BY KATHRYN CASEY
I always believed in taking on challenges. Nothing seemed too difficult. It was exciting. After a year of missionary work, a year and a half at the local university, I decided to transfer across country, transforming my relationship to a long-term relationship and embrace the frigid temperatures of Minnesota. It was my first time living away from home. I took on more classes, worked as many hours as possible and struggled to make it work with my boyfriend.
Challenges that were once thrilling began to morph into something I could not manage. I didn’t choose that emotion, that crippling, overwhelming, clouding emotion of stress and anxiety. Walking through the living room, seeing pillows out of place, the emotion happened to me. Thomas Aquinas, medieval philosopher and theologian, refers to emotions as passions. They can happen before we’ve had a chance to think. Why that combination of event and passion occur have to do with our personal beliefs and decisions we must make. According to cognitive psychology, our beliefs are a framework, a lens through which we see the world. While they might not make sense intellectually, through the lens, emotions can begin to make sense.
Why the pillows? I sought order. I sought control as I felt I was spinning out of control with an overloaded schedule and an uncertain future.
Stress and anxiety, which are related to fear, have to do with the future. They come from a fear that something will be difficult or impossible to overcome. And yet, there is hope. If I had no hope at that time, I would have fallen into despair or depression.
Thus fear/anxiety/stress can be beneficial. These passions push us forward to either learn caution or take action. I had to learn to manage these emotions. I had to learn my limitations in time management. I had to prioritize certain uncomfortable conversations in my relationship in order to move us to a healthier place.
But why does it have to hurt so much? With anxiety comes the racing heart, the pounding chest, the shortness of breath. Blood rushes from the heart to the extremities. It’s like being ready to attack something or to run away. By pure instinct, our ancestors were able to respond to external threats without needing to take the time to process the situation mentally. We experience this fight or flight response, but with totally different “threats.” Unable to respond physically, our reaction turns to anxiety.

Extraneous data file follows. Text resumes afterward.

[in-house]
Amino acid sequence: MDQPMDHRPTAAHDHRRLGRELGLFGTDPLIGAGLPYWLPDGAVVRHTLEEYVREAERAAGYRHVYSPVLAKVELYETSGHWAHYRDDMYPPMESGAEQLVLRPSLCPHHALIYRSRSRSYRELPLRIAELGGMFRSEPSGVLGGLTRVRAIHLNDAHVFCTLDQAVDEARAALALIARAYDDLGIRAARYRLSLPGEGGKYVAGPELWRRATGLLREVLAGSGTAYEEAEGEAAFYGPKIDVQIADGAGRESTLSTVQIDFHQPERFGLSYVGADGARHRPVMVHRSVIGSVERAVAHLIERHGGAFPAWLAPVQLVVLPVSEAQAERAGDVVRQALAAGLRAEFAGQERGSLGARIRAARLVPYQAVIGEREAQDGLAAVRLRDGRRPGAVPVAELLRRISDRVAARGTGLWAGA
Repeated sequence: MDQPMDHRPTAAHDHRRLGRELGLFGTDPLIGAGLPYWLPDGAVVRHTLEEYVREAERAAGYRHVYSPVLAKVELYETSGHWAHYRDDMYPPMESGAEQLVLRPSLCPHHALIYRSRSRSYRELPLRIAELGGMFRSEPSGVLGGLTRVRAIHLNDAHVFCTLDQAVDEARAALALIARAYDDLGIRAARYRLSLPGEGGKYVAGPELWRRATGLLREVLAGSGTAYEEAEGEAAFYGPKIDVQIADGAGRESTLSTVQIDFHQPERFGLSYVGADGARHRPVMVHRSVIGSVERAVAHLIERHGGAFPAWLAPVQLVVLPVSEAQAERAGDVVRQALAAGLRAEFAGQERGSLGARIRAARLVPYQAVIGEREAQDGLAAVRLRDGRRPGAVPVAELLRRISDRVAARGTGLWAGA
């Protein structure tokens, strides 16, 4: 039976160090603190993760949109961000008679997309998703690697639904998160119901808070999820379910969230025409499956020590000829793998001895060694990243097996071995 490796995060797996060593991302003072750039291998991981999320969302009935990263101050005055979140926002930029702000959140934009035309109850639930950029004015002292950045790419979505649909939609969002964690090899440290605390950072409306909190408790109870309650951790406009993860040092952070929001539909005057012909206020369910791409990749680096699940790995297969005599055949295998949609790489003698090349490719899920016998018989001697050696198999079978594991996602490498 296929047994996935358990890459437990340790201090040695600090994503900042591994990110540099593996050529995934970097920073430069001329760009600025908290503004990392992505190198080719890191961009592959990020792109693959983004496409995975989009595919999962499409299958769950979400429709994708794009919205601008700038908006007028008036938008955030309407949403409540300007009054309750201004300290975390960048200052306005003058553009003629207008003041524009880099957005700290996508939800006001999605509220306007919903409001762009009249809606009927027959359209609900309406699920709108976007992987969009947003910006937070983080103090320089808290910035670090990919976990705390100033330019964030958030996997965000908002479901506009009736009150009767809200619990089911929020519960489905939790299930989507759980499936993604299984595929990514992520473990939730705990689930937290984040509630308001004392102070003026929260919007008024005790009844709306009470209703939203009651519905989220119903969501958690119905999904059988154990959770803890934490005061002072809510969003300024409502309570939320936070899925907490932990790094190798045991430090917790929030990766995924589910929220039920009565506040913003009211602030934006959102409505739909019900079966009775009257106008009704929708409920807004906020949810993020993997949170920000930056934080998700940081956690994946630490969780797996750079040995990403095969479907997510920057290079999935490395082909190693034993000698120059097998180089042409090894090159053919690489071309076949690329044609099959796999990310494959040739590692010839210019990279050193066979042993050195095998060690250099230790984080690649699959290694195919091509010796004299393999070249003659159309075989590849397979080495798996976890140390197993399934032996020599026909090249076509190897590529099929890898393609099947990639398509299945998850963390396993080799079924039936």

Those threats are related to fear. Our fear can transfer from the thing at the heart of the fear, the primary emotion, to some other object or person involved. If I fear loss of safety, I become afraid of the aggressor. If I fear loss of love (rejection), I may fear confronting my partner.
Sometimes we’re afraid because the thing we fear seems so much bigger than us. Its magnitude implies its power. It implies we have less control. Ask yourself, how much control do I have in this situation?
Confronting the primary emotion can alleviate the anxiety involved by giving us the power to plan and possibly face the fear. As we gain control or can plan, hope of overcoming the difficulty increases. Thus the anxiety can become something more helpful.
This process takes time and reflection. I might be a natural at this sort of meta-cognition (thinking about thinking) but it’s incredibly common to need a little outside help, someone with a clearer lens to help figure out what the primary emotion or fear is.
I experienced anxiety like never before. My first step was to go to the doctor. It’s possible to have hormonal imbalances that create the physical feelings of anxiety. If that were the case, medication to treat the hormonal imbalance would be the answer.
When the blood tests came back clear, I sought out a therapist. He taught me to ask myself, “what is the worst that could happen?” This question worked for me. I was afraid of failure, of everything falling apart. This question targeted the cognitive or thinking side of the anxiety for me, going after the lens through which I saw a situation. Life coaches, mentors, and people of wisdom in your life can help in a similar way, depending on the severity of what you’re experiencing. Meditation and gratitude exercises are other ways to target the thoughts behind anxiety.
From a professor of psychology I learned relaxation techniques: deep breathing and progressive relaxation. To engage in deep breathing inhale deeply through the nose, counting slowly, holding for a moment, and then exhaling slowly through the mouth. This method resets the fight or flight response by slowing the heart rate, blood flow and taking control of speed of one’s breathing. It goes after the physical side of anxiety. Progressive relaxation, exercise, and yoga are other ways to regain control in this area.
The experience of fear and stress is part of being human. To learn to manage it, to make it work for you rather than overwhelm you, will take time and some times outside help. But there is way out. There is hope.